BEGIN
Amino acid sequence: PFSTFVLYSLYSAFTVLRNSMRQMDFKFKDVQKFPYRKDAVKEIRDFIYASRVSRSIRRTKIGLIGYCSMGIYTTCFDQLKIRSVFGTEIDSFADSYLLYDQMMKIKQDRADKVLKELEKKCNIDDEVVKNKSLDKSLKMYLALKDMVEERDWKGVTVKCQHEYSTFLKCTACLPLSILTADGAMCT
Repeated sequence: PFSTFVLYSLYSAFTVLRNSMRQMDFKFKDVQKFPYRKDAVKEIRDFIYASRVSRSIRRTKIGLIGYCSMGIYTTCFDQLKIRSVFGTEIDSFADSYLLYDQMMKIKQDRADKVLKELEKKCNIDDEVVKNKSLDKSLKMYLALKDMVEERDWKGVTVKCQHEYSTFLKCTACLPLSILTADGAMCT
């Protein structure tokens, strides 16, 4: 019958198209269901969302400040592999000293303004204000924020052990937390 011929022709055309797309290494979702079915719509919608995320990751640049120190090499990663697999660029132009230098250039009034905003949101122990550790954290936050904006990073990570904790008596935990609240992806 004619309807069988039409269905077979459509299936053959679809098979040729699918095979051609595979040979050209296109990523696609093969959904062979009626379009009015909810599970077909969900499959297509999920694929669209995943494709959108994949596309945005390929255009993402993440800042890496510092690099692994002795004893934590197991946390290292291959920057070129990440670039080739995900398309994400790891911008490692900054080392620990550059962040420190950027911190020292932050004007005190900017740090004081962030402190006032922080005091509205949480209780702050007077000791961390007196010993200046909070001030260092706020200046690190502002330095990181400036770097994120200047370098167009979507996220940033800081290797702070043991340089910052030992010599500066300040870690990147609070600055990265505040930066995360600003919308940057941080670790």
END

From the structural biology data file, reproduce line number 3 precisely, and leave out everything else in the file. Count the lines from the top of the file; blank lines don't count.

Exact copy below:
């Protein structure tokens, strides 16, 4: 019958198209269901969302400040592999000293303004204000924020052990937390 011929022709055309797309290494979702079915719509919608995320990751640049120190090499990663697999660029132009230098250039009034905003949101122990550790954290936050904006990073990570904790008596935990609240992806 004619309807069988039409269905077979459509299936053959679809098979040729699918095979051609595979040979050209296109990523696609093969959904062979009626379009009015909810599970077909969900499959297509999920694929669209995943494709959108994949596309945005390929255009993402993440800042890496510092690099692994002795004893934590197991946390290292291959920057070129990440670039080739995900398309994400790891911008490692900054080392620990550059962040420190950027911190020292932050004007005190900017740090004081962030402190006032922080005091509205949480209780702050007077000791961390007196010993200046909070001030260092706020200046690190502002330095990181400036770097994120200047370098167009979507996220940033800081290797702070043991340089910052030992010599500066300040870690990147609070600055990265505040930066995360600003919308940057941080670790």